A new report prepared by the Mercatus Center at George Mason University finds that Republican-governed states are the strongest according to five fiscal measures. Democrat-governed states lag far behind. (H/T William)
The report says:
The financial health of each state can be analyzed through the states’ own audited financial reports. By looking at states’ basic financial statistics on revenues, expenditures, cash, assets, liabilities, and debt, states may be ranked according to how easily they will be able to cover short-term and long-term bills, including pension obligations.
This ranking of the 50 states and Puerto Rico is based on their fiscal solvency in five separate categories:
- Cash solvency. Does a state have enough cash on hand to cover its short-term bills?
- Budget solvency. Can a state cover its fiscal year spending with current revenues, or does it have a budget shortfall?
- Long-run solvency. Can a state meet its long-term spending commitments? Will there be enough money to cushion it from economic shocks or other long-term fiscal risks?
- Service-level solvency. How much “fiscal slack” does a state have to increase spending if citizens demand more services?
- Trust fund solvency. How much debt does a state have? How large are its unfunded pen-sion and healthcare liabilities?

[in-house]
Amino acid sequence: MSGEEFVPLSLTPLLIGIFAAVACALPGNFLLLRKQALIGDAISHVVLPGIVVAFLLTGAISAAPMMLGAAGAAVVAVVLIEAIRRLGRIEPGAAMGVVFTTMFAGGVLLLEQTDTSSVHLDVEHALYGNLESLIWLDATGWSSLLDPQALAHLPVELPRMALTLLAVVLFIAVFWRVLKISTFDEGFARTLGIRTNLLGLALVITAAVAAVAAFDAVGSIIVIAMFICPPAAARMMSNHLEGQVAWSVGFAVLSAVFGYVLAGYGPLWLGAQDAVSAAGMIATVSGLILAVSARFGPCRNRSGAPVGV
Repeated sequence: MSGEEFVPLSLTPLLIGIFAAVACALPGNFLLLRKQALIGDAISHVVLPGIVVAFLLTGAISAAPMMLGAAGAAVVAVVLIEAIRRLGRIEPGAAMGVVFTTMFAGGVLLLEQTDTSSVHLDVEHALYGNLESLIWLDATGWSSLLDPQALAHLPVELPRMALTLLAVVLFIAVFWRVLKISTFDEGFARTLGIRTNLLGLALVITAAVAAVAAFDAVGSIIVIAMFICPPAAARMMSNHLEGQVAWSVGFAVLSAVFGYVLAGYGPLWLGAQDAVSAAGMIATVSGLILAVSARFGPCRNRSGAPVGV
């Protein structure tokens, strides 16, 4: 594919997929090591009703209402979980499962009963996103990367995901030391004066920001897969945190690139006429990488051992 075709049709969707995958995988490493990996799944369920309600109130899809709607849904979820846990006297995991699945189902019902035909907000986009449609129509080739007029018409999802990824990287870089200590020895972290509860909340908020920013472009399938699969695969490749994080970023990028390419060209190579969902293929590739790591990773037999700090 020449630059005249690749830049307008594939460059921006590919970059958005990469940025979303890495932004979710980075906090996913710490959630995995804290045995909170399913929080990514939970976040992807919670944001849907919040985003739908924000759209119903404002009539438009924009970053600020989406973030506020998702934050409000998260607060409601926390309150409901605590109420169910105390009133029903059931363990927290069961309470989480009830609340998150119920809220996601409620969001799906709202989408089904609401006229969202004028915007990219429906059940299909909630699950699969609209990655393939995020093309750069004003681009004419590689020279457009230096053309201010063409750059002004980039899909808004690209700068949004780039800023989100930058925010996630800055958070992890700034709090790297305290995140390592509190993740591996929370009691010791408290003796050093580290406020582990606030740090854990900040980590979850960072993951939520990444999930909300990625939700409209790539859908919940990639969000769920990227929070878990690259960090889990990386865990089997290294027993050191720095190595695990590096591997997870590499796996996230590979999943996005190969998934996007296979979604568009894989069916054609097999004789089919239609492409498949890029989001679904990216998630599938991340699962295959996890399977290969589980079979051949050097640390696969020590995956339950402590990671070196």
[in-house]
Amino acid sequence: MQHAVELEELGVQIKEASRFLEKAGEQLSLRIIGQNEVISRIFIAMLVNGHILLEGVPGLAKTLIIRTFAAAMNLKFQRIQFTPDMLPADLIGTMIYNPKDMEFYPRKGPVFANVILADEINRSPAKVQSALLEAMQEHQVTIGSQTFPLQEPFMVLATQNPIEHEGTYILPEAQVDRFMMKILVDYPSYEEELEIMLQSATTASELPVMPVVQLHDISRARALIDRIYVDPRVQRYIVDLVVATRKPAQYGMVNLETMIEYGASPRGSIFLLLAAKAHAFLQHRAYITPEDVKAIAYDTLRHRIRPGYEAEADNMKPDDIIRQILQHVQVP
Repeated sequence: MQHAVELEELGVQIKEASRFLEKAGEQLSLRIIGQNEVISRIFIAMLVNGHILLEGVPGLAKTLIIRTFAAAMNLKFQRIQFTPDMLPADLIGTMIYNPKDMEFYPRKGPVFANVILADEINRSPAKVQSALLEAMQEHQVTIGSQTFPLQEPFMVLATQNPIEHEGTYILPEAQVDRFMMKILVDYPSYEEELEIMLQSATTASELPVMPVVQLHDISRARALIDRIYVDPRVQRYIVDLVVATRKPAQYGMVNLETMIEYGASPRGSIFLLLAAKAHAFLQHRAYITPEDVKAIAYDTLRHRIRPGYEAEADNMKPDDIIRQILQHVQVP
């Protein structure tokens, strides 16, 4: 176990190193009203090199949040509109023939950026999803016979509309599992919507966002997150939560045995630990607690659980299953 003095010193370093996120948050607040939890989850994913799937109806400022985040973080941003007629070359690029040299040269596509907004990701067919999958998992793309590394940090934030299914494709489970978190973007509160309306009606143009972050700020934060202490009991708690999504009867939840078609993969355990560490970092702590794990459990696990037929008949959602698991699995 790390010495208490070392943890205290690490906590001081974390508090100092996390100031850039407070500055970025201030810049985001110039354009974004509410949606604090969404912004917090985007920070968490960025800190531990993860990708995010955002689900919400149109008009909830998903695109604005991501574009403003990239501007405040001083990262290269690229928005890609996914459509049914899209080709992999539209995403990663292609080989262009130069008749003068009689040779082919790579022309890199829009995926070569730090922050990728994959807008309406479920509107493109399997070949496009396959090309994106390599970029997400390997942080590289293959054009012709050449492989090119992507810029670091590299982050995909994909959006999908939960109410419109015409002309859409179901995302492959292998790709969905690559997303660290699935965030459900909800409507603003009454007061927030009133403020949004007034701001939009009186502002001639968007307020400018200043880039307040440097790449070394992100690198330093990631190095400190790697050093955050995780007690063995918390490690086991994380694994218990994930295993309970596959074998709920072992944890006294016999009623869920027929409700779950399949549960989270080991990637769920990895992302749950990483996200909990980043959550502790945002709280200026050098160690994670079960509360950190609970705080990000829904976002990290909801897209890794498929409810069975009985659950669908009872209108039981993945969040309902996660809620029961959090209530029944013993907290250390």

If you look at the map, you’ll notice that most the worst states are run by Democrats, while the best states are run by Republicans.
Investors Business Daily explains:
[W]hile Mercatus makes no mention of the states’ political leanings, every state in the top 10 except for Florida is solidly red, meaning those states voted for the Republican in each of the past four presidential elections (see table). And Florida has had a Republican governor since 1999, and the state House and Senate are both controlled by Republicans.
At the other end of the spectrum, except for Kentucky, the 10 worst states are all solidly blue. And all but two of the governors since 1947 have been Democrats.
Politicians, especially the “pragmatic” ones, are always talking about how they are just interested in what works. When it comes to keeping spending, debt and long-term liabilities under control, the place to look seems obvious.
The conservative approach of lower taxes and limited government is a winner, while big-spending liberalism invariably leads to financial ruin.
Kentucky, of course, is the home state of Mitch McConnell, and only just elected a Republican governor (Matt Bevin) who is a fiscal conservative. Every previous governor of Kentucky since 1971 was a Democrat, except for Ernie Fletcher.
The point here is that the real reason that some Democrat states look good is because they are borrowing money to stay afloat, an piling up debt. The same is true with our illustrious President Obama. He doubled the national debt from 10 to 20 trillion, and he has managed to deliver below average GDP growth and a 38-year-low labor force participation rate. He was the worst President in the history of the country (not just on fiscal issues, but on social issues and foreign policy, too). But, since he added 10 trillion to the debt, he looks OK. We would have had better fiscal performance in the last eight years if we had elected a honeydew melon as President.